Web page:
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Circ Res. 2014 Feb 14;114(4):717-29. doi: 10.1161/CIRCRESAHA.114.301863.

Matrix revisited: mechanisms linking energy substrate metabolism to the function of the heart.

Author information

1
From the Center for Cardiovascular Research, University of Illinois at Chicago College of Medicine, Chicago IL (A.N.C., E.D.L.); and Department of Internal Medicine, Division of Cardiology, The University of Texas Medical School at Houston (H.T.).

Abstract

Metabolic signaling mechanisms are increasingly recognized to mediate the cellular response to alterations in workload demand, as a consequence of physiological and pathophysiological challenges. Thus, an understanding of the metabolic mechanisms coordinating activity in the cytosol with the energy-providing pathways in the mitochondrial matrix becomes critical for deepening our insights into the pathogenic changes that occur in the stressed cardiomyocyte. Processes that exchange both metabolic intermediates and cations between the cytosol and mitochondria enable transduction of dynamic changes in contractile state to the mitochondrial compartment of the cell. Disruption of such metabolic transduction pathways has severe consequences for the energetic support of contractile function in the heart and is implicated in the pathogenesis of heart failure. Deficiencies in metabolic reserve and impaired metabolic transduction in the cardiomyocyte can result from inherent deficiencies in metabolic phenotype or maladaptive changes in metabolic enzyme expression and regulation in the response to pathogenic stress. This review examines both current and emerging concepts of the functional linkage between the cytosol and the mitochondrial matrix with a specific focus on metabolic reserve and energetic efficiency. These principles of exchange and transport mechanisms across the mitochondrial membrane are reviewed for the failing heart from the perspectives of chronic pressure overload and diabetes mellitus.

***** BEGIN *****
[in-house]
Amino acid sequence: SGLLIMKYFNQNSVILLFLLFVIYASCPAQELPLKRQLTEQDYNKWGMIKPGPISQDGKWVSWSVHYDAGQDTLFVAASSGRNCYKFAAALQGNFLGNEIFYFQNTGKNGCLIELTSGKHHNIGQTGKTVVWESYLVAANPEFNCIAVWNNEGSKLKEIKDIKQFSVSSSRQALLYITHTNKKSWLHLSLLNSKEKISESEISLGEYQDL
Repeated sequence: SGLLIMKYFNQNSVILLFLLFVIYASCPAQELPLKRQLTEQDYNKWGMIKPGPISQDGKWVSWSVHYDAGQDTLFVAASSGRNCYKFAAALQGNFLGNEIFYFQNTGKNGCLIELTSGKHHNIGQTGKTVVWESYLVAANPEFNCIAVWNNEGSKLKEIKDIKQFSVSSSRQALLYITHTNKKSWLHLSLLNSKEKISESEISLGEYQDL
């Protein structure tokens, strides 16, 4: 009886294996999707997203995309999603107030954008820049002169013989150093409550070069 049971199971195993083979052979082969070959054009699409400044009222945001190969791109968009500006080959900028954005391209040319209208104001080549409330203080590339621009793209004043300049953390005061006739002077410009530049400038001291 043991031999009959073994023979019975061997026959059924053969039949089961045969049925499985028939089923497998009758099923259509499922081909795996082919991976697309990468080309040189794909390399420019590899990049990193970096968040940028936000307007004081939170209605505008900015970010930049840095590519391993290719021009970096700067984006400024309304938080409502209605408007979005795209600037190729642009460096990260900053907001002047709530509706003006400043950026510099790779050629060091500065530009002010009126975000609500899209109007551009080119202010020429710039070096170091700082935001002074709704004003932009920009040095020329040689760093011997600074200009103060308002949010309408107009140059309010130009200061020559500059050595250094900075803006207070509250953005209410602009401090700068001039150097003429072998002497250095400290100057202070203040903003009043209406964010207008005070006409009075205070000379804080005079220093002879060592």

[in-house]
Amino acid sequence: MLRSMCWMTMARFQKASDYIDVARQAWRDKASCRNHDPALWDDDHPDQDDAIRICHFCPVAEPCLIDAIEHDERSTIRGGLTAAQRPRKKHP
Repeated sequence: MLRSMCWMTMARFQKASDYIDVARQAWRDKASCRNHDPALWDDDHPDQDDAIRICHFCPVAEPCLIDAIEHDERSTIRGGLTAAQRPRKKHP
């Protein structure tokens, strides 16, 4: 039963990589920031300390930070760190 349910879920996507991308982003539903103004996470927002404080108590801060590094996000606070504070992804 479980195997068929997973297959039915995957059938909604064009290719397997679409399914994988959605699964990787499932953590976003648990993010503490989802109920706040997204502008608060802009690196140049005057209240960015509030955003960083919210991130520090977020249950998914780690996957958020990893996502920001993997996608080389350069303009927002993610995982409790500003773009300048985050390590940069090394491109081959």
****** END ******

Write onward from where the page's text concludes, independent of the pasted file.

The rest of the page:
KEYWORDS:

cytosol; diabetes mellitus; heart failure; metabolic pathways; metabolism; mitochondria; mobilization

PMID:
24526677
PMCID:
PMC4410983
DOI:
10.1161/CIRCRESAHA.114.301863
[Indexed for MEDLINE]
Free PMC Article

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